Brett Roberts is a second year law student at the University of Arkansas School of Law and is clerking in the Public Protection Department. He graduated from the University of Central Arkansas in 2012 with a major in public administration. Roberts is from Texarkana, Texas, where he graduated from Lake Dallas High School in Corinth, Texas, in 2007.
Will Simpson is a second year law student at the Boston University School of Law and is clerking in the Public Protection Department. He graduated from the University of Arkansas in 2014 with a double major in economics and finance. Simpson was home schooled in Mountain View and graduated in 2010.
Rutledge Calls on Phone Carriers to Offer Call-Blocking Technology without DelayWed, Jul 22, 2015
LITTLE ROCK – Arkansas Attorney General Leslie Rutledge today joined 44 other state attorneys general in a letter to AT&T, Sprint, Verizon, T-Mobile and CenturyLink, calling on them to offer call-blocking technology to their customers.
In a joint letter to the chief executives of the five major phone carriers, the attorneys general said a new Federal Communications Commission (FCC) rule clarification allows telecommunication service providers to offer customers the ability to block unwanted calls and verifies that federal law does not prohibit offering the services.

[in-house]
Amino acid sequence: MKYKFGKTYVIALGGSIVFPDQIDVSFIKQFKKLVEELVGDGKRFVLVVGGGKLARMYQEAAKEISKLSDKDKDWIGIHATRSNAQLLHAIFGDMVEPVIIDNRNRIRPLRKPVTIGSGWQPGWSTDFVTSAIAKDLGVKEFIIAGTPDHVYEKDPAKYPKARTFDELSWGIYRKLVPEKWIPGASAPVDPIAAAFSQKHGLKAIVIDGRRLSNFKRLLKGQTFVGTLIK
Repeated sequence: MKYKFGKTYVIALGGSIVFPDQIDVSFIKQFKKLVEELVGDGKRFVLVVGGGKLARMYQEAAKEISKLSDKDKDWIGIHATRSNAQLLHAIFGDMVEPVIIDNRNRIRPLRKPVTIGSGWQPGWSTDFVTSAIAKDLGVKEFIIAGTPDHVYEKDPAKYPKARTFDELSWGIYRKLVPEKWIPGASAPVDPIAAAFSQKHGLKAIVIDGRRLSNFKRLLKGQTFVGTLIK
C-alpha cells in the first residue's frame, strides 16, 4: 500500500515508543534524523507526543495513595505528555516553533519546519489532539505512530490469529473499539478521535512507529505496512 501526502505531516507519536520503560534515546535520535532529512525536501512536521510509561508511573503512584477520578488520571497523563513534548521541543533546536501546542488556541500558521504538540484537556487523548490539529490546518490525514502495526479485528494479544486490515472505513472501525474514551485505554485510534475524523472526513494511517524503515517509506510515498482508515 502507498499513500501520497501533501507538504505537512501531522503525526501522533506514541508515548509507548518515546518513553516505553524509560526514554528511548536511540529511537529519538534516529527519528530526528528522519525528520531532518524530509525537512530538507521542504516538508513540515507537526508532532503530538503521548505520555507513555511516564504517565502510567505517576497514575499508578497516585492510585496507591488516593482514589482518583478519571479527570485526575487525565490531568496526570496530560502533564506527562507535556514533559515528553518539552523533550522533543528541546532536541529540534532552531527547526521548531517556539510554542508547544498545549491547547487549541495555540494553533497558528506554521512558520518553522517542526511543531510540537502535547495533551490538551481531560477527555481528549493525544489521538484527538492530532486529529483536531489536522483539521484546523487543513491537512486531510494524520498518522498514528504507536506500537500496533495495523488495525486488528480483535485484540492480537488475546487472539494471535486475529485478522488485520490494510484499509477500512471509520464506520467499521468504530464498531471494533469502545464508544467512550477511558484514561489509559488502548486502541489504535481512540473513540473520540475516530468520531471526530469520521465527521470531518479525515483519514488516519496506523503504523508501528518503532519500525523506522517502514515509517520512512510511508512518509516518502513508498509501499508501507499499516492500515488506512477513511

“The Arkansas Attorney General’s Office receives numerous calls from consumers each year seeking a way to stop robocalls, scam text messages and unwanted telemarketing calls,” said Attorney General Rutledge. “Thanks to the efforts of attorneys general from across the country, the FCC has clarified a rule that allows phone carries to offer call-blocking technology. Consumers will now be able to stop these unwanted and intrusive calls and texts.”
In the letter, the attorneys general stated, “every year, our offices are flooded with consumer complaints pleading for a solution to stop intrusive robocalls. Your companies are now poised to offer your customers the help they need. We urge you to act without delay.”
The phone carriers had previously claimed they could not offer such services. At a July 2013 hearing before a U.S. Senate subcommittee, representatives from the U.S. Telecom Association and the Wireless Association, or CTIA, testified that “legal barriers prevent carriers from implementing advanced call-blocking technology to reduce the number of unwanted telemarketing calls.”
Call-blocking options already exist for Voice over Internet Protocol (VoIP) phone service (NoMoRobo.com) and Android cell phones (Call Control), and Rutledge calls on the phone carriers to move quickly to implement and inform their consumers of these options.
Last September, 39 attorneys general, led by Indiana Attorney General Greg Zoeller and Missouri Attorney General Chris Koster, called on the FCC to allow phone companies to utilize call-blocking technologies. FCC Chairman Tom Wheeler endorsed the request in late May, and the FCC voted to pass the rule clarification on June 18.